Ethical behavior, honesty and humility are at the core of effective leadership, agrees Mariam G. MacGregor, author of “Teambuilding with Teens: Activities for Leadership, Decision Making, and Group Success” and founder of Youthleadership.com.
The teen years are filled with leadership opportunities, from serving as a class officer to organizing a church food drive. But younger kids can lead, too, and overlooking younger leaders is a missed opportunity, says MacGregor. “By making kids wait until high school to take on leadership opportunities, we aren’t nurturing the pipeline for young leaders,” she notes.
Although many schools are doing a good job at character education, “We need to emphasize those qualities from an earlier age,” she says.
Experts zero in on kindergarten as a time when kids are ripe for early leadership training. By 5 and 6 years old, students understand actions and consequences, and they’ve internalized some ideas about right and wrong. More importantly, they’ve developed a sense of empathy that allows them to see how their behavior impacts others.
A great way to begin leadership education is by emphasizing that children have ownership over their own actions. Longtime educator Evelyn Addis, co-author of “Monday Morning Leadership for Kids,” drives this point home by creating an oversized “driver’s license” for each of her kindergarten students, complete with the child’s name, photo and signature. When kids make poor choices, their “driver’s license” is temporarily suspended and they lose some classroom freedoms.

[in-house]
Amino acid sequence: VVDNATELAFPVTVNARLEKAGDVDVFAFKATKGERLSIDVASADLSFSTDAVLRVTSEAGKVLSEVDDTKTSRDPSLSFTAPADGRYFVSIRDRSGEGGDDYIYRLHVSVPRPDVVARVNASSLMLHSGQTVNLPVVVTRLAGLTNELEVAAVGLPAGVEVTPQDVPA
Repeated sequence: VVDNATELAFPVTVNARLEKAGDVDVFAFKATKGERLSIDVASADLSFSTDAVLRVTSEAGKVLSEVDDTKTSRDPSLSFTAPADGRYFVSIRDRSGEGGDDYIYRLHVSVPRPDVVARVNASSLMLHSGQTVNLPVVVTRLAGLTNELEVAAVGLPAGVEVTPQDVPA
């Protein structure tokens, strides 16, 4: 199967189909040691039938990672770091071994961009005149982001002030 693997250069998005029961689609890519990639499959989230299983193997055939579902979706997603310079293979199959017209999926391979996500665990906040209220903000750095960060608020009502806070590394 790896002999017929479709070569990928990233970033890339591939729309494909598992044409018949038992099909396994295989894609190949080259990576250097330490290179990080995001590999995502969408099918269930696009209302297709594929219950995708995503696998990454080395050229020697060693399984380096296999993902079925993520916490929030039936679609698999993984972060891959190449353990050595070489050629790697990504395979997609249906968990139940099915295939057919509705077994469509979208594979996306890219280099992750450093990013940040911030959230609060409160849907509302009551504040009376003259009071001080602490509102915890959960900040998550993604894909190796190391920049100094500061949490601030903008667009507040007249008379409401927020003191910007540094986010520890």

The message is clear: Each child is in the driver’s seat, with the ability to make impactful choices and embrace responsibility for those decisions.
Social networking has been a boon to young leaders, helping kids and teens communicate, connect, organize and motivate. Electronic leadership bridges access barriers such as transportation, which can stymie young people who are trying to organize groups and clubs. Not everyone has a car, but everyone can be a leader by leveraging their strengths online, says MacGregor.
But the growth of online leadership platforms introduces a new wrinkle into leadership training: Children now need strong online communication skills in addition to other core leadership traits, says Cottrell. Electronic communication is highly nuanced, and without social and visual cues such as vocal tone and body language, it’s easy to misfire. In other words, parents and educators should proceed with caution — and supervision — before turning young leaders loose on the Internet.
Whether leadership takes place online, in schools or through community groups, parents should give children time and space to discuss and share their experiences. Leadership opportunities are meaningless without self-reflection, says Light. “Students need to have those critical conversations and opportunities for feedback and self-reflection to tease out the qualities that allowed for optimal results. That’s when real growth happens.”
Malia Jacobson is a nationally published freelance writer.